Good parent-teacher communication is a two-way street. It's built on respect and a willingness to be honest and compassionate. While mutual effort is expected here, there are a few things that your school can do to set the right tone for how you and your students' parents communicate with each other.

1. Emphasise that parents are important to the learning process

There is abundant research to prove that consistent and meaningful communication with parents benefits students.

Students, whose parents have a good relationship with their school, have shown:

  • increased class participation
  • positive feelings towards attending school
  • better grasp of the learning material
  • improved academic performance
  • reduced school-related stress

Educating parents about the tangible benefits of maintaining an open and honest relationship with their child's teacher can lay the groundwork for communication that is collaborative. It can help parents feel comfortable with sharing about their child, and this will allow teachers to understand their students' needs better. It's a win-win!

Photo by Anna Earl on Unsplash

2. Upgrade your communication channels

The likelihood is that a bulk of your school's communication may already be taking place online – on email, texts, social media DMs, your school website, etc. But is it working well for you? Ask yourself the following questions.

  • Is your communication efficient? Is it transparent? Think about whether you have a system in place to organise and oversee parent-teacher communication that takes place on private chats (e.g. Whatsapp/Telegram).
  • Do you have a way to disseminate less urgent information, e.g. a school events calendar, that does not spam parents' inboxes?
  • Are your communication channels secure? Do you risk data breach when you send/receive sensitive information such as children's particulars and payment details through informal channels?
  • Is it worth upgrading in order to make parent-school communication smoother and more secure?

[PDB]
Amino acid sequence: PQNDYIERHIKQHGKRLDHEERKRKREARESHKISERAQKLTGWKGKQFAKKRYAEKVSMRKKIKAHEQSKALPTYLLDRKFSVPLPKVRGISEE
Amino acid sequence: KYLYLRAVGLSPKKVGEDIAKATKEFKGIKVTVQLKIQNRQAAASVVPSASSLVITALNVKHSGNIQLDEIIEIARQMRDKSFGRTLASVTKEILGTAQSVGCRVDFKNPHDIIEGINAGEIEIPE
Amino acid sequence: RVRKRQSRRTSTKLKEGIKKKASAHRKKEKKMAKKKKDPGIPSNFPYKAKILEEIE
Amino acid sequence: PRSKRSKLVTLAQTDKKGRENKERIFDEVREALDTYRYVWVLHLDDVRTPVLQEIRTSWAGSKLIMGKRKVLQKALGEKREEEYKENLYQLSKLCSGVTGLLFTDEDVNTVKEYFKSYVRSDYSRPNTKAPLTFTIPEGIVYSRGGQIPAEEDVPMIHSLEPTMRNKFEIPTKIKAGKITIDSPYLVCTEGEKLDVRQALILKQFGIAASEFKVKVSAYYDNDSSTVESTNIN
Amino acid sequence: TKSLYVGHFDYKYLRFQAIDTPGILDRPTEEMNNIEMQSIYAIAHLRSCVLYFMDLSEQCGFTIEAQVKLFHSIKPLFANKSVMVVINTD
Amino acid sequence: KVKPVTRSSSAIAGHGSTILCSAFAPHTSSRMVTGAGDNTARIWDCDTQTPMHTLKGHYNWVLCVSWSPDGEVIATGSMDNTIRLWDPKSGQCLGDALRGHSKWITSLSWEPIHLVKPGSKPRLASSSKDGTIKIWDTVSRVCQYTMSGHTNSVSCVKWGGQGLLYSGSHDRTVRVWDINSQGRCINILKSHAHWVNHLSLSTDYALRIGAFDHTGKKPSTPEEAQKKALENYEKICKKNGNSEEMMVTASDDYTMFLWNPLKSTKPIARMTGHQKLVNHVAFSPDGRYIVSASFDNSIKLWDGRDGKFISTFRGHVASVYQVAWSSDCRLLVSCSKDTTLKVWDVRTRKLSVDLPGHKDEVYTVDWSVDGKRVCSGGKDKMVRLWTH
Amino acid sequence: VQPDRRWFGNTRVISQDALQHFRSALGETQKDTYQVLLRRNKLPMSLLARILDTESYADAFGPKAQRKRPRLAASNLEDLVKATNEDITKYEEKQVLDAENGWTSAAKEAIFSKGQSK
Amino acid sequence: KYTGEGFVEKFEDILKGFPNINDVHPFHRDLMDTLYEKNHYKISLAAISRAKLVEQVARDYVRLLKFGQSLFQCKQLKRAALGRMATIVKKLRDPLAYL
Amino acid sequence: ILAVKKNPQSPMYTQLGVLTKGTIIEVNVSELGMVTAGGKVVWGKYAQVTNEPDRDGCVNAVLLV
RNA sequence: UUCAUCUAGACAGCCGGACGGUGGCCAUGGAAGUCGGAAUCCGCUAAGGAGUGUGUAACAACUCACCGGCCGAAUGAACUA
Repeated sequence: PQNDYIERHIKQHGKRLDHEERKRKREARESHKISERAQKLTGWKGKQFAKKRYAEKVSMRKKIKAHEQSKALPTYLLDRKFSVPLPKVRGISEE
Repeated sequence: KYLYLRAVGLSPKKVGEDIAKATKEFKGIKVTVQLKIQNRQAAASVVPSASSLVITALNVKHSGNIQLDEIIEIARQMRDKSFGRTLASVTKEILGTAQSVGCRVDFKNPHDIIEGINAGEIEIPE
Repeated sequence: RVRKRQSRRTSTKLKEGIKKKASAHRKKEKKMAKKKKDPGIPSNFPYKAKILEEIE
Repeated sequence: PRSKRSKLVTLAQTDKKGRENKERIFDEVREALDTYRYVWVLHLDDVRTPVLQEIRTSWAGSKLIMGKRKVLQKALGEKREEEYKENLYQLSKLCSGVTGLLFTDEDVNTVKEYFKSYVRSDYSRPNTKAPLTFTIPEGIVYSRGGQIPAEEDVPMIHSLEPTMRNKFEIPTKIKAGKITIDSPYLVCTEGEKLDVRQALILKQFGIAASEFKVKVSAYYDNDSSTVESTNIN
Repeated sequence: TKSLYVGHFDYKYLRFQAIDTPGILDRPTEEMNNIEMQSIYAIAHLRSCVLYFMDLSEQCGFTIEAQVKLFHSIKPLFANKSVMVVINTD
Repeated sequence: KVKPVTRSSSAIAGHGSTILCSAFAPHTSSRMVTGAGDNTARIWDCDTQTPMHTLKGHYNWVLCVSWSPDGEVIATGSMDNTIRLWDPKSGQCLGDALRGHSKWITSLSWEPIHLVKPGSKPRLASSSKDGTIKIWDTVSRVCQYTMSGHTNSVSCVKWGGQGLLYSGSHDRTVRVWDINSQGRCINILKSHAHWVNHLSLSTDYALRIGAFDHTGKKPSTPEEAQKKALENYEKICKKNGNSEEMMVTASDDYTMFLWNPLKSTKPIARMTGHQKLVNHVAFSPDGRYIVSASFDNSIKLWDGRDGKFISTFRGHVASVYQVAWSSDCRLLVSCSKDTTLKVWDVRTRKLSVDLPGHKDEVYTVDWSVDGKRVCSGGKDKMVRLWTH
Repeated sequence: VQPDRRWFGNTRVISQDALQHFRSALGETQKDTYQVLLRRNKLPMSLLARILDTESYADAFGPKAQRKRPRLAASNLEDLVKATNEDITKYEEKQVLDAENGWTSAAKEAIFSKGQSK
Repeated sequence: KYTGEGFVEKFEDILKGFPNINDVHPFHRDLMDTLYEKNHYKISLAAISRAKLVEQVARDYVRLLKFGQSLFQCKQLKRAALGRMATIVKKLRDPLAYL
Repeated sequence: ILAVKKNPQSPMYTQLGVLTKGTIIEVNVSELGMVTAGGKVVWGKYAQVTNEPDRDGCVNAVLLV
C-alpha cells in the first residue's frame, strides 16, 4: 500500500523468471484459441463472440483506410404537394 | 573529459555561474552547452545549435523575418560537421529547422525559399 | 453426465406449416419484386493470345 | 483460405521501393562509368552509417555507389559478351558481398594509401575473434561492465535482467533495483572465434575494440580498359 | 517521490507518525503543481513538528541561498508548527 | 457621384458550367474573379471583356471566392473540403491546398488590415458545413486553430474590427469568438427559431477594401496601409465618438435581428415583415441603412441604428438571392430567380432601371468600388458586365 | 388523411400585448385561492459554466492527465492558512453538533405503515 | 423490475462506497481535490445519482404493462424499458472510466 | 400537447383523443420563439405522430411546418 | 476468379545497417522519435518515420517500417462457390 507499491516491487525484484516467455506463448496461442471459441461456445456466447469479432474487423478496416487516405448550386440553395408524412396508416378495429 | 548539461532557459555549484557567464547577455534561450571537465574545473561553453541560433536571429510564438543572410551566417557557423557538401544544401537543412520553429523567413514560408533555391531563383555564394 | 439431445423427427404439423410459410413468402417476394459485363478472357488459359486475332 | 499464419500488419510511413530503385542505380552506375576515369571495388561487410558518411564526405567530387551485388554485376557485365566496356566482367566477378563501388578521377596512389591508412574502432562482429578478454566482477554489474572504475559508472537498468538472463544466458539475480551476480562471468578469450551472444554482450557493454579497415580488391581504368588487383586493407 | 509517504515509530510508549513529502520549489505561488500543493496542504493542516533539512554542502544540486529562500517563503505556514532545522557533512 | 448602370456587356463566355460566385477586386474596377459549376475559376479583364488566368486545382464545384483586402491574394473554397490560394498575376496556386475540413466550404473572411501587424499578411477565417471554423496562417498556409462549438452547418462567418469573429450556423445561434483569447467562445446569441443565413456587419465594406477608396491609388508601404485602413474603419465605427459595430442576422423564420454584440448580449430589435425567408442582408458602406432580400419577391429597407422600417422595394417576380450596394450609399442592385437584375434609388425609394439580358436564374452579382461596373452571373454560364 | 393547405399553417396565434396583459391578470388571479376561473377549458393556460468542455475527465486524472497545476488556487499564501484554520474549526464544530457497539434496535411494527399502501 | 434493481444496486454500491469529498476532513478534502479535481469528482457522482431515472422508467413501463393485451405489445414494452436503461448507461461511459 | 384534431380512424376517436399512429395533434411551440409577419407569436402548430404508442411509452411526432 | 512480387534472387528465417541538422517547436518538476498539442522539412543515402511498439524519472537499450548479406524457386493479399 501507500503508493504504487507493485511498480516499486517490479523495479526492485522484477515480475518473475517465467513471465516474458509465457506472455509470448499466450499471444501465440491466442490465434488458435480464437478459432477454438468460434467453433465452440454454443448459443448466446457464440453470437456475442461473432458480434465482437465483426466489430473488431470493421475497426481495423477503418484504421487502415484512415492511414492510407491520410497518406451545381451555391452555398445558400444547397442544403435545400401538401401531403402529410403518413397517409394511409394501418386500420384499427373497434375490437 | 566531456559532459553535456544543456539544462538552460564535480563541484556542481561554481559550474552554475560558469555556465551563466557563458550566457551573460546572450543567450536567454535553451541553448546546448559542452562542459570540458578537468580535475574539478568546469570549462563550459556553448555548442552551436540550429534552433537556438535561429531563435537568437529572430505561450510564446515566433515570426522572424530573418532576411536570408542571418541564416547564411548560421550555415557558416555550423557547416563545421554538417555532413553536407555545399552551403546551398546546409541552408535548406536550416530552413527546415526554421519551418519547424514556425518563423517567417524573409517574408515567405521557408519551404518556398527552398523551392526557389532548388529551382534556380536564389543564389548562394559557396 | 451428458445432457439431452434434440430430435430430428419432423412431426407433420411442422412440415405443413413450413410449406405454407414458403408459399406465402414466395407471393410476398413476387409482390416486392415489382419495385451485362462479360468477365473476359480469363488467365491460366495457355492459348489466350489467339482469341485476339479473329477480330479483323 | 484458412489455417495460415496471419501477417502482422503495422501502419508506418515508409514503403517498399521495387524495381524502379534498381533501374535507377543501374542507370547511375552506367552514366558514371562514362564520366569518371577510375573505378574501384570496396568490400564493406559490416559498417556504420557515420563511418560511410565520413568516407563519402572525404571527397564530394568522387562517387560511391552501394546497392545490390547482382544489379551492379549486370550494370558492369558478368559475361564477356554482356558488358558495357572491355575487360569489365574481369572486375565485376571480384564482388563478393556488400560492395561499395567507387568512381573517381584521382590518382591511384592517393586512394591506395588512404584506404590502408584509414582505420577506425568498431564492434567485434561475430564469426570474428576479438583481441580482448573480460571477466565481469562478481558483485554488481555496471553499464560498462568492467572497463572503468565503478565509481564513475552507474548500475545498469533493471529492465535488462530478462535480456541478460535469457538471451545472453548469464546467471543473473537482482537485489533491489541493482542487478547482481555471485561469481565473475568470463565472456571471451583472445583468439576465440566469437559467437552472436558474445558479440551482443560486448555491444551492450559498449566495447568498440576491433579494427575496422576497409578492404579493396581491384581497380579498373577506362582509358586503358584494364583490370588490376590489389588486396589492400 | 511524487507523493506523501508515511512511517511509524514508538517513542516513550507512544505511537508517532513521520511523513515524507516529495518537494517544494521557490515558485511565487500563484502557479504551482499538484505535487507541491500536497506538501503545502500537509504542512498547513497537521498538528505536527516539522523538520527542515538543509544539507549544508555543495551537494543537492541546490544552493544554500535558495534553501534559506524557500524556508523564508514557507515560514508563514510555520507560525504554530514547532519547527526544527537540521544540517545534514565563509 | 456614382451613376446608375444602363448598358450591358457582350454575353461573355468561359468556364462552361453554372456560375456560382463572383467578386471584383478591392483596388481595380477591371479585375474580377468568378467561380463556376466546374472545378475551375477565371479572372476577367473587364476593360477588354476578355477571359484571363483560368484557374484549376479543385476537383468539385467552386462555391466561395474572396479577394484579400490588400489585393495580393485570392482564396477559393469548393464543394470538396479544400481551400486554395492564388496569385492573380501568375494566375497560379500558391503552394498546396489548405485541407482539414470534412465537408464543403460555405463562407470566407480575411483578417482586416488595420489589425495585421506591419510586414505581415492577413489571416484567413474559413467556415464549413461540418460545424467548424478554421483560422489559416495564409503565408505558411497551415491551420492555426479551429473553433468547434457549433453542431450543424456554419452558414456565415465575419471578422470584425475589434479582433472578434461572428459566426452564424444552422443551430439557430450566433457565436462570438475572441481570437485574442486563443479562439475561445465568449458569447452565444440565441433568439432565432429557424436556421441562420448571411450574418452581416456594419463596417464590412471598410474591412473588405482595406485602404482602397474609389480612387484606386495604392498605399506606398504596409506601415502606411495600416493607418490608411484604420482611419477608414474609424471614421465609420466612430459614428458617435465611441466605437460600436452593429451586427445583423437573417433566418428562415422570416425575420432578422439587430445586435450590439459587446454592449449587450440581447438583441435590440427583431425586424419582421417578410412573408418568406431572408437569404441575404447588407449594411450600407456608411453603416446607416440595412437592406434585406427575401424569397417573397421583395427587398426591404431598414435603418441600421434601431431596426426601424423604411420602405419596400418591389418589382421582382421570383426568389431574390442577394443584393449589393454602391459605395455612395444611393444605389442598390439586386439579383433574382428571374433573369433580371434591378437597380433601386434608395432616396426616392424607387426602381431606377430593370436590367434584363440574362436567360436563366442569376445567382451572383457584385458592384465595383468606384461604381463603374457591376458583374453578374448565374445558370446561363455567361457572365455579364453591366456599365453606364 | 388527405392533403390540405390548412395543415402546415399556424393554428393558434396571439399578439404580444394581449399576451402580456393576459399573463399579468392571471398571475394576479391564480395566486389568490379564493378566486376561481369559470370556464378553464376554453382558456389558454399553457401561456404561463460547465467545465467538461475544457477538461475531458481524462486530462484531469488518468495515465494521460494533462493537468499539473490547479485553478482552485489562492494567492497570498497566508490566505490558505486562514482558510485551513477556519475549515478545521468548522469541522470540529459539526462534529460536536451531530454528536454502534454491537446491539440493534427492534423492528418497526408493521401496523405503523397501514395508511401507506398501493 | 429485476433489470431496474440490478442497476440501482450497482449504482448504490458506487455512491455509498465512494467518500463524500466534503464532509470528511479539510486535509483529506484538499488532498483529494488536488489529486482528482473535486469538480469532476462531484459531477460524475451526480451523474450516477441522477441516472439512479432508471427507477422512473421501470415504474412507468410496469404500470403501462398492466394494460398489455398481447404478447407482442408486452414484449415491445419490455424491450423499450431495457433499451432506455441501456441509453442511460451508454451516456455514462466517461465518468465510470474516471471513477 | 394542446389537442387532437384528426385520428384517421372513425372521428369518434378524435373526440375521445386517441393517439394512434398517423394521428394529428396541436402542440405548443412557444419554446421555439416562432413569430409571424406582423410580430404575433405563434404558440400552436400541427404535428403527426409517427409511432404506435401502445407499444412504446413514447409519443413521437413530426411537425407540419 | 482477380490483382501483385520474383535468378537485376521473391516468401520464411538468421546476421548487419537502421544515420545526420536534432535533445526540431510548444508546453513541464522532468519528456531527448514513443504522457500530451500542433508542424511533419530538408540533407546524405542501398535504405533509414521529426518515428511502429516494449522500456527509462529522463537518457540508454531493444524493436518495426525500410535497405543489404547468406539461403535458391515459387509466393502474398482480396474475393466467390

Technology that is both sophisticated and school-centric exists, and it's there for you to use to your advantage. Some school communication apps, such as LittleLives, check all of the above boxes by allowing for both structure and variety (e.g. private message function, mass broadcast function, and survey function on one centralised application).

3. Be proactive and provide ongoing updates

Building a good relationship takes time and consistency. Twice-a-year parent-teacher conferences are just not enough. Parents appreciate knowing that their child's development is on track and they would want to know about potential issues as soon as possible. Consistent updates on a child's school activities, strengths and weaknesses, and learning milestones will serve to build a parent's trust in your school and teachers.

This is another area of your school communication that can benefit from going digital. If you're a teacher and your class has around 20 children, a personal note for each of them several times a week, if not daily, might sound like another task to pile onto your already busy day. So, it can be worth it to invest in a system that allows you to record class observations online and update parents automatically. Some school management systems, such as LittleLives, allow teachers to upload pictures, videos, and learning points, which can be greatly informative to parents on top of easing teachers' workload.

Now is a good time as any to rethink the way you communicate with families. Examine your current methods, pinpoint the areas for improvement, and most importantly, use the tools that are made specifically to make school communication easier.